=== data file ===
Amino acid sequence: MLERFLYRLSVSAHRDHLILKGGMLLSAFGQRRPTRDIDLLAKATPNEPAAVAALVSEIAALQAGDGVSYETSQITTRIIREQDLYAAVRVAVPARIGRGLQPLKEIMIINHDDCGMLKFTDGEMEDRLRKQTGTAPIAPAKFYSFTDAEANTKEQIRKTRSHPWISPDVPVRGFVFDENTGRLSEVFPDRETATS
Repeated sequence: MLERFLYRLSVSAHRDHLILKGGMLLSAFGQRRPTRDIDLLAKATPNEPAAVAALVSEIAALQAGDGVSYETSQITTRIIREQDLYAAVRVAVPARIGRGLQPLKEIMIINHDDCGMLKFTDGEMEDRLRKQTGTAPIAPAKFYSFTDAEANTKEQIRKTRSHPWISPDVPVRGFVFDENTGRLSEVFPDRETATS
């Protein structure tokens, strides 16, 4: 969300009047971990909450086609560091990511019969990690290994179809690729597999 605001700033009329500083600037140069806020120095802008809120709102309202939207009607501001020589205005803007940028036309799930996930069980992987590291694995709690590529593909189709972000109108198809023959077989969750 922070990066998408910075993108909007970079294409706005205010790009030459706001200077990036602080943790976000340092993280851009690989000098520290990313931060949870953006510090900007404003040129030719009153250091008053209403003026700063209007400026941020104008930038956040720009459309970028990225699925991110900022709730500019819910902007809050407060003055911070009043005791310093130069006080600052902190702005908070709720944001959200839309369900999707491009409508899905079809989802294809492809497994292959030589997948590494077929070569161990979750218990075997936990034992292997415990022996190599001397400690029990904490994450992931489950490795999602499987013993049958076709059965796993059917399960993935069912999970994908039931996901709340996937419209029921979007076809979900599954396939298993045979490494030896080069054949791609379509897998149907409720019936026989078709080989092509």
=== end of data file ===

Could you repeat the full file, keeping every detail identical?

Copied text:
Amino acid sequence: MLERFLYRLSVSAHRDHLILKGGMLLSAFGQRRPTRDIDLLAKATPNEPAAVAALVSEIAALQAGDGVSYETSQITTRIIREQDLYAAVRVAVPARIGRGLQPLKEIMIINHDDCGMLKFTDGEMEDRLRKQTGTAPIAPAKFYSFTDAEANTKEQIRKTRSHPWISPDVPVRGFVFDENTGRLSEVFPDRETATS
Repeated sequence: MLERFLYRLSVSAHRDHLILKGGMLLSAFGQRRPTRDIDLLAKATPNEPAAVAALVSEIAALQAGDGVSYETSQITTRIIREQDLYAAVRVAVPARIGRGLQPLKEIMIINHDDCGMLKFTDGEMEDRLRKQTGTAPIAPAKFYSFTDAEANTKEQIRKTRSHPWISPDVPVRGFVFDENTGRLSEVFPDRETATS
């Protein structure tokens, strides 16, 4: 969300009047971990909450086609560091990511019969990690290994179809690729597999 605001700033009329500083600037140069806020120095802008809120709102309202939207009607501001020589205005803007940028036309799930996930069980992987590291694995709690590529593909189709972000109108198809023959077989969750 922070990066998408910075993108909007970079294409706005205010790009030459706001200077990036602080943790976000340092993280851009690989000098520290990313931060949870953006510090900007404003040129030719009153250091008053209403003026700063209007400026941020104008930038956040720009459309970028990225699925991110900022709730500019819910902007809050407060003055911070009043005791310093130069006080600052902190702005908070709720944001959200839309369900999707491009409508899905079809989802294809492809497994292959030589997948590494077929070569161990979750218990075997936990034992292997415990022996190599001397400690029990904490994450992931489950490795999602499987013993049958076709059965796993059917399960993935069912999970994908039931996901709340996937419209029921979007076809979900599954396939298993045979490494030896080069054949791609379509897998149907409720019936026989078709080989092509």